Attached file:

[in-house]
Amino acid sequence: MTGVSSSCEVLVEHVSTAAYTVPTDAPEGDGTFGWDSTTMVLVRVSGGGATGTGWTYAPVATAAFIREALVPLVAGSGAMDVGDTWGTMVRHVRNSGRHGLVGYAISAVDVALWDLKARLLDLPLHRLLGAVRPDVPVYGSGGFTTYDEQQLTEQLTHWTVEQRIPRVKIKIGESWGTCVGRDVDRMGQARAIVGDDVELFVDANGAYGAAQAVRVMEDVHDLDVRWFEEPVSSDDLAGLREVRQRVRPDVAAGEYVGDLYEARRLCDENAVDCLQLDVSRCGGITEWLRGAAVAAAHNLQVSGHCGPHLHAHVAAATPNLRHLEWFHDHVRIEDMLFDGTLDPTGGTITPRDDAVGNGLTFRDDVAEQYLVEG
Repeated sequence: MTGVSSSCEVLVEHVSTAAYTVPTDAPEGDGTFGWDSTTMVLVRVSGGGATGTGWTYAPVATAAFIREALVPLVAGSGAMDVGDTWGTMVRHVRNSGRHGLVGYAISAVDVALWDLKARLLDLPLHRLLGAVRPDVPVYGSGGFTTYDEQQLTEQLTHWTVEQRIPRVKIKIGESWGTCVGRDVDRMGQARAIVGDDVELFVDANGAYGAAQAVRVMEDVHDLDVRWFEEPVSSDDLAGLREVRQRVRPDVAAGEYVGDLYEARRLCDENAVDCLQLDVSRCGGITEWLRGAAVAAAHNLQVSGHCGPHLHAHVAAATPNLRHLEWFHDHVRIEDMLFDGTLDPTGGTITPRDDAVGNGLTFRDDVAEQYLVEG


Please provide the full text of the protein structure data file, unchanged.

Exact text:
[in-house]
Amino acid sequence: MTGVSSSCEVLVEHVSTAAYTVPTDAPEGDGTFGWDSTTMVLVRVSGGGATGTGWTYAPVATAAFIREALVPLVAGSGAMDVGDTWGTMVRHVRNSGRHGLVGYAISAVDVALWDLKARLLDLPLHRLLGAVRPDVPVYGSGGFTTYDEQQLTEQLTHWTVEQRIPRVKIKIGESWGTCVGRDVDRMGQARAIVGDDVELFVDANGAYGAAQAVRVMEDVHDLDVRWFEEPVSSDDLAGLREVRQRVRPDVAAGEYVGDLYEARRLCDENAVDCLQLDVSRCGGITEWLRGAAVAAAHNLQVSGHCGPHLHAHVAAATPNLRHLEWFHDHVRIEDMLFDGTLDPTGGTITPRDDAVGNGLTFRDDVAEQYLVEG
Repeated sequence: MTGVSSSCEVLVEHVSTAAYTVPTDAPEGDGTFGWDSTTMVLVRVSGGGATGTGWTYAPVATAAFIREALVPLVAGSGAMDVGDTWGTMVRHVRNSGRHGLVGYAISAVDVALWDLKARLLDLPLHRLLGAVRPDVPVYGSGGFTTYDEQQLTEQLTHWTVEQRIPRVKIKIGESWGTCVGRDVDRMGQARAIVGDDVELFVDANGAYGAAQAVRVMEDVHDLDVRWFEEPVSSDDLAGLREVRQRVRPDVAAGEYVGDLYEARRLCDENAVDCLQLDVSRCGGITEWLRGAAVAAAHNLQVSGHCGPHLHAHVAAATPNLRHLEWFHDHVRIEDMLFDGTLDPTGGTITPRDDAVGNGLTFRDDVAEQYLVEG